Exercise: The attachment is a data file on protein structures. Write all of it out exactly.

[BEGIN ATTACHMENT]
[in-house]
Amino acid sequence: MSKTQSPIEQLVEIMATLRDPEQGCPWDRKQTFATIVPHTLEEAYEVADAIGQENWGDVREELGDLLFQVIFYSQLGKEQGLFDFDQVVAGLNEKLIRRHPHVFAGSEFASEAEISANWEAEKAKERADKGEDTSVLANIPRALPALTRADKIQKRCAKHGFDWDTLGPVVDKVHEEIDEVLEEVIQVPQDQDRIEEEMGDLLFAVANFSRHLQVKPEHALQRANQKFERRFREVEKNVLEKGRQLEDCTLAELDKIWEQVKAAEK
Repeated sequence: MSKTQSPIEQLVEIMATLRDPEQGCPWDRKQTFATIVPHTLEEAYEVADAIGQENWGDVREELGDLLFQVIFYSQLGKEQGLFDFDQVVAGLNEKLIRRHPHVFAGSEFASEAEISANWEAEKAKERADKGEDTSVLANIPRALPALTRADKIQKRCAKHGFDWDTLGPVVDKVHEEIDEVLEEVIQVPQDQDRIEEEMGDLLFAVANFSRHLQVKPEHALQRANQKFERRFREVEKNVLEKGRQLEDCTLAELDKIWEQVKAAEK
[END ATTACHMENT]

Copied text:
[in-house]
Amino acid sequence: MSKTQSPIEQLVEIMATLRDPEQGCPWDRKQTFATIVPHTLEEAYEVADAIGQENWGDVREELGDLLFQVIFYSQLGKEQGLFDFDQVVAGLNEKLIRRHPHVFAGSEFASEAEISANWEAEKAKERADKGEDTSVLANIPRALPALTRADKIQKRCAKHGFDWDTLGPVVDKVHEEIDEVLEEVIQVPQDQDRIEEEMGDLLFAVANFSRHLQVKPEHALQRANQKFERRFREVEKNVLEKGRQLEDCTLAELDKIWEQVKAAEK
Repeated sequence: MSKTQSPIEQLVEIMATLRDPEQGCPWDRKQTFATIVPHTLEEAYEVADAIGQENWGDVREELGDLLFQVIFYSQLGKEQGLFDFDQVVAGLNEKLIRRHPHVFAGSEFASEAEISANWEAEKAKERADKGEDTSVLANIPRALPALTRADKIQKRCAKHGFDWDTLGPVVDKVHEEIDEVLEEVIQVPQDQDRIEEEMGDLLFAVANFSRHLQVKPEHALQRANQKFERRFREVEKNVLEKGRQLEDCTLAELDKIWEQVKAAEK